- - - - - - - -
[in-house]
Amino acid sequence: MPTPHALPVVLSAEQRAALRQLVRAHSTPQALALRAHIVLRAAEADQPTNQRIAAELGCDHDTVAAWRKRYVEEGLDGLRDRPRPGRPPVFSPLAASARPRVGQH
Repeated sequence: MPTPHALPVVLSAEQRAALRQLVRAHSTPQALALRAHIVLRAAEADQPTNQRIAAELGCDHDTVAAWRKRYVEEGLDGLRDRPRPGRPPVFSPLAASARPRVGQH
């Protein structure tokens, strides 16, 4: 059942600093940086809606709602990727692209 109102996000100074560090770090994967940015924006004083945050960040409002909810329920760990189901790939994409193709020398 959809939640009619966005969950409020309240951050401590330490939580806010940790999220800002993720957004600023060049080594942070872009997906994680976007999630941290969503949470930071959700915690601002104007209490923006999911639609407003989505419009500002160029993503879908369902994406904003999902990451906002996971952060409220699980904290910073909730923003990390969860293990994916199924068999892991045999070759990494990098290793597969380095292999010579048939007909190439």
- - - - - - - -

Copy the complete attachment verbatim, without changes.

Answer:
[in-house]
Amino acid sequence: MPTPHALPVVLSAEQRAALRQLVRAHSTPQALALRAHIVLRAAEADQPTNQRIAAELGCDHDTVAAWRKRYVEEGLDGLRDRPRPGRPPVFSPLAASARPRVGQH
Repeated sequence: MPTPHALPVVLSAEQRAALRQLVRAHSTPQALALRAHIVLRAAEADQPTNQRIAAELGCDHDTVAAWRKRYVEEGLDGLRDRPRPGRPPVFSPLAASARPRVGQH
């Protein structure tokens, strides 16, 4: 059942600093940086809606709602990727692209 109102996000100074560090770090994967940015924006004083945050960040409002909810329920760990189901790939994409193709020398 959809939640009619966005969950409020309240951050401590330490939580806010940790999220800002993720957004600023060049080594942070872009997906994680976007999630941290969503949470930071959700915690601002104007209490923006999911639609407003989505419009500002160029993503879908369902994406904003999902990451906002996971952060409220699980904290910073909730923003990390969860293990994916199924068999892991045999070759990494990098290793597969380095292999010579048939007909190439």